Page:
Is it possible that, for once in their entire sad history, the Chicago Cubs could do something the easy way? They finally get a good lead on the Brewers, need just a couple wins to more or less cement winning the division, so what do they do? Get swept by the last-place Florida Marlins to keep the Brewers in the hunt this weekend. They even brought in Bill Murray to try and loosen the players up, which apparently worked about as well as showing Garfield to a roomful of people over the age of seven. I know the idea of a playoff run is an illusion for this year's team, but how about at least getting to the playoff part of that illusion and let me dream during their first-round exit?
Okay, music will soothe the savage sports fan…
1) “Me in Honey,” R.E.M. Out of Time always makes me think of visiting The Lovely Becky at Mizzou. We did the long-distance thing in college, with me in California and her in the Show Me State. I would come out to visit her, and we played this album and Crowded House’s Woodface to death during those visits. This song in particular, with Kate Pierson’s vocals, makes me think of that excitement of seeing her and the dread of having to leave.
2) “Ain’t No Easy Way,” Black Rebel Motorcycle Club. They have all the honky tonk pieces in place—slide guitars, harmonica, a Steve Earle-ish vocal—but I sense just a little more honky and not as much tonk. Still, a pretty good foot stomper for a Friday morning.
3) “Vincent O’Brien,” M. Ward. It still amazes me that M. Ward can sound so old when he sings, but also not seem like an affected cobag. He gets a little more poppy here, with an energetic tune that throws enough curveballs—a chirping piano, some feedback—to keep things interesting.
4) “Sing It Pretty, Sue,” Johnny Cash. How can he say so much in a song that’s less than two minutes long?
5) “Tryin’,” Eagles. Ruh-roh! There was a pretty heated debate over at Neddie Jingo’s blog about the Eagles, with Neddie blaming the Eagles for everything from destroying country music, to giving birth to Journey and Britney Spears, to killing puppies (I’m paraphrasing and possibly making stuff up). Blue Girl responded, as only she can, that the Eagles “ARE HUMANS!” The whole thread is an entertaining dive into the pool of polarizing bands. Personally, I’m in the middle. I was never a big fan, but it’s pretty hard for me to not crank “Take It Easy” and “Already Gone.”
6) “Message in a Bottle (Live),” Sting. Hey, it’s Mr. Polarizing himself. I have poked a lot of fun at Sting on many a Friday. This, however, is one of the greatest live renditions of a song ever. It’s from The Secret Policeman’s Other Ball, an Amnesty International comedy/music benefit from the early 80s. Sting did this song and “Roxanne” just on an electric guitar, and he absolutely brings the house down. One of the best things I have on my iPod.
7) “The Tallest Man, The Broadest Shoulders…,” Sufjan Stevens. I am too tired to type out the whole paragraph that is the song title. Sufjan walks that razor’s edge between “baroque” and “twee,” but I always like his arrangements and song structures. There’s almost a filmstrip feel to this, yet it manages to not suck the way every filmstrip ever made did. For those of you not born at the same time as the Geico Cavemen, filmstrips were a mind control device used by schools during the 1950s through 1980s. Still pictures would illustrate an important event in history, while the warbled audio coming from the cassette tape would mask backward messages: In 1820, the Missouri Compromise allowed Missouri into the Union as a slave state EAT YOUR VEGETABLES SIT UP STRAIGHT YOU’LL GO BLIND IF YOU KEEP TOUCHING IT SO MUCH!!!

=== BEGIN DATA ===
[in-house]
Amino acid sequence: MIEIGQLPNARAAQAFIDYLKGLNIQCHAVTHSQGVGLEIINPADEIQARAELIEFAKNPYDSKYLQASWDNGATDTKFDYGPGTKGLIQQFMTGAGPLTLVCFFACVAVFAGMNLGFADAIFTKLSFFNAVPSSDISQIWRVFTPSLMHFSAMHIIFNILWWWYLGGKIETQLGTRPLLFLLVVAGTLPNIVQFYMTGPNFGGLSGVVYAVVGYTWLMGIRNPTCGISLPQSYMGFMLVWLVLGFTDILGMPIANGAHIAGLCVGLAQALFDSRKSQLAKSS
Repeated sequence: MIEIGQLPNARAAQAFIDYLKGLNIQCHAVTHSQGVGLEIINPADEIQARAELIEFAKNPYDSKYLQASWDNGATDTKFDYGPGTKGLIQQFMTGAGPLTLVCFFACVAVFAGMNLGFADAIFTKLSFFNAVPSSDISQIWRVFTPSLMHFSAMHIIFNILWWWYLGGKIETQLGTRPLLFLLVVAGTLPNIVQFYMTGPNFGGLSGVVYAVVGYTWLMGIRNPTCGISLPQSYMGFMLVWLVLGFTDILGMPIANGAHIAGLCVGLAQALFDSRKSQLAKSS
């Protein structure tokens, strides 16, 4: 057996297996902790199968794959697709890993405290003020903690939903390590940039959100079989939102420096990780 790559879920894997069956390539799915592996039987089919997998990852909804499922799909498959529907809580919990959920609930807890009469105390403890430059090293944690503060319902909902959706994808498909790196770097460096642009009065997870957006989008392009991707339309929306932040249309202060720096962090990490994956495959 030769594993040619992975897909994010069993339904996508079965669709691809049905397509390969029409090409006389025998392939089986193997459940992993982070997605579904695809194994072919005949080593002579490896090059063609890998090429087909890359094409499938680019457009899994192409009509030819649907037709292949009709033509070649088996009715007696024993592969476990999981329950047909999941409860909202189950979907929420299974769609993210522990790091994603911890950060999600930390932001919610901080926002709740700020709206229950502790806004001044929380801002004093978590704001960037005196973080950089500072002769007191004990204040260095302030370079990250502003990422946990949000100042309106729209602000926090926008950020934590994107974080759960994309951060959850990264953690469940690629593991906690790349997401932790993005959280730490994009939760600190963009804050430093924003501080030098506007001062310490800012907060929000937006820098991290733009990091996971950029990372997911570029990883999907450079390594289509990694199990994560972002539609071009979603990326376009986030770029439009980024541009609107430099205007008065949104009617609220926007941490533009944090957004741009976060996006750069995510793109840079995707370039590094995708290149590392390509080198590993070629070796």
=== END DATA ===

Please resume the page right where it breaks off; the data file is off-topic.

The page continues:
8) “Heaven or Las Vegas,” Cocteau Twins. Another Brando/TLB kollege klassic. TLB always sings along very well to the incredible harmonies here. The title bothers me, though: are they suggesting that Las Vegas cannot be part of Heaven? If that’s true, does it mean that heaven will be like Branson, Missouri? Because if it is, I swear I’m turning around and heading the other direction after I die, if I’m not already where Las Vegas is.
9) “Magic Man,” Heart. Since we’re going back in time, here’s a fun family fact: Magic Man was my uncle’s CB handle. Our family had our brief six-month flirtation with CBs around the time Smokey and the Bandit came out. And thankfully it ended long before Smokey and the Bandit II was released. Every time someone goes off on how annoying cell phones are, just be thankful you don’t have to say breaker breaker before you call home to ask if we're out of milk. As for the song, the decent beginning and end are assaulted by the marshmallow fluff synthesizer noodling in the middle.
10) “I Can’t Get Over You,” The Queers. Immature? Yes. Original? No. These guys were so much like The Ramones that they did a complete cover of the Rocket to Russia album. But good? Hell yeah, at least on the one album of amazing Beach Boys punk they produced, Don’t Back Down, which this song is from. This is a sunny, catchy tune featuring a female vocal from Lisa Marr (of Cub). Good stuff.
11) “Crummy Lovers Die in the Grave,” The Fucking Champs. Three guys cranking out retro instrumental prog metal. They sling crazy 80s metal riffs like short-order cooks working the batter at a Waffle House, channeling Iron Maiden without the Bruce Dickinson howling about secret Satanic rituals and cavalry charges. Plus they have song titles that tickle my inner 14-year-old: “Thor Is Like Immortal,” “These Glyphs Are Dusty,” and “Esprit de Corpse.” So up my alley they should be called The Fucking Brandos. And yes, my poor wife went through years of long-distance romance to wind up with a grown man who loves this stuff. Pray for her.
Have a great weekend. Go Cubs, damn it!